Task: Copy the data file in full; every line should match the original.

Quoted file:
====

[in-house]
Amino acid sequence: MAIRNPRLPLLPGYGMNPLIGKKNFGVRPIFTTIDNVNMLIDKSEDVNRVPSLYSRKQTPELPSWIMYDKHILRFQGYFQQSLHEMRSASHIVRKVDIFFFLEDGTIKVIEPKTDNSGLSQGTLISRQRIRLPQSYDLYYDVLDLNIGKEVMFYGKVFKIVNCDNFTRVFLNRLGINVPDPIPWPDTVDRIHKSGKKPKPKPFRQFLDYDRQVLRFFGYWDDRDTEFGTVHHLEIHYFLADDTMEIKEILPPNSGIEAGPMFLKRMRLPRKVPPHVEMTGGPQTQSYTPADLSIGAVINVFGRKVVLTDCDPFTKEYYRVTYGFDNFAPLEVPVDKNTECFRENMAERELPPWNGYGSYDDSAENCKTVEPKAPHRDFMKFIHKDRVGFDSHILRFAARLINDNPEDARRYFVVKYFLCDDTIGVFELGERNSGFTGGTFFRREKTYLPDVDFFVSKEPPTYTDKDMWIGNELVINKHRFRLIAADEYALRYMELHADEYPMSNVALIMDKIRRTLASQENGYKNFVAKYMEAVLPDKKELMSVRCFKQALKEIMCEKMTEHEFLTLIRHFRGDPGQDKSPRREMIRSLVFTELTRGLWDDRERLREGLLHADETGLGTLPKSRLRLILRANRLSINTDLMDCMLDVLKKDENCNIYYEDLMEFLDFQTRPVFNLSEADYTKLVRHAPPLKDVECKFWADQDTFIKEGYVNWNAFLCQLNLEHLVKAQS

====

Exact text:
[in-house]
Amino acid sequence: MAIRNPRLPLLPGYGMNPLIGKKNFGVRPIFTTIDNVNMLIDKSEDVNRVPSLYSRKQTPELPSWIMYDKHILRFQGYFQQSLHEMRSASHIVRKVDIFFFLEDGTIKVIEPKTDNSGLSQGTLISRQRIRLPQSYDLYYDVLDLNIGKEVMFYGKVFKIVNCDNFTRVFLNRLGINVPDPIPWPDTVDRIHKSGKKPKPKPFRQFLDYDRQVLRFFGYWDDRDTEFGTVHHLEIHYFLADDTMEIKEILPPNSGIEAGPMFLKRMRLPRKVPPHVEMTGGPQTQSYTPADLSIGAVINVFGRKVVLTDCDPFTKEYYRVTYGFDNFAPLEVPVDKNTECFRENMAERELPPWNGYGSYDDSAENCKTVEPKAPHRDFMKFIHKDRVGFDSHILRFAARLINDNPEDARRYFVVKYFLCDDTIGVFELGERNSGFTGGTFFRREKTYLPDVDFFVSKEPPTYTDKDMWIGNELVINKHRFRLIAADEYALRYMELHADEYPMSNVALIMDKIRRTLASQENGYKNFVAKYMEAVLPDKKELMSVRCFKQALKEIMCEKMTEHEFLTLIRHFRGDPGQDKSPRREMIRSLVFTELTRGLWDDRERLREGLLHADETGLGTLPKSRLRLILRANRLSINTDLMDCMLDVLKKDENCNIYYEDLMEFLDFQTRPVFNLSEADYTKLVRHAPPLKDVECKFWADQDTFIKEGYVNWNAFLCQLNLEHLVKAQS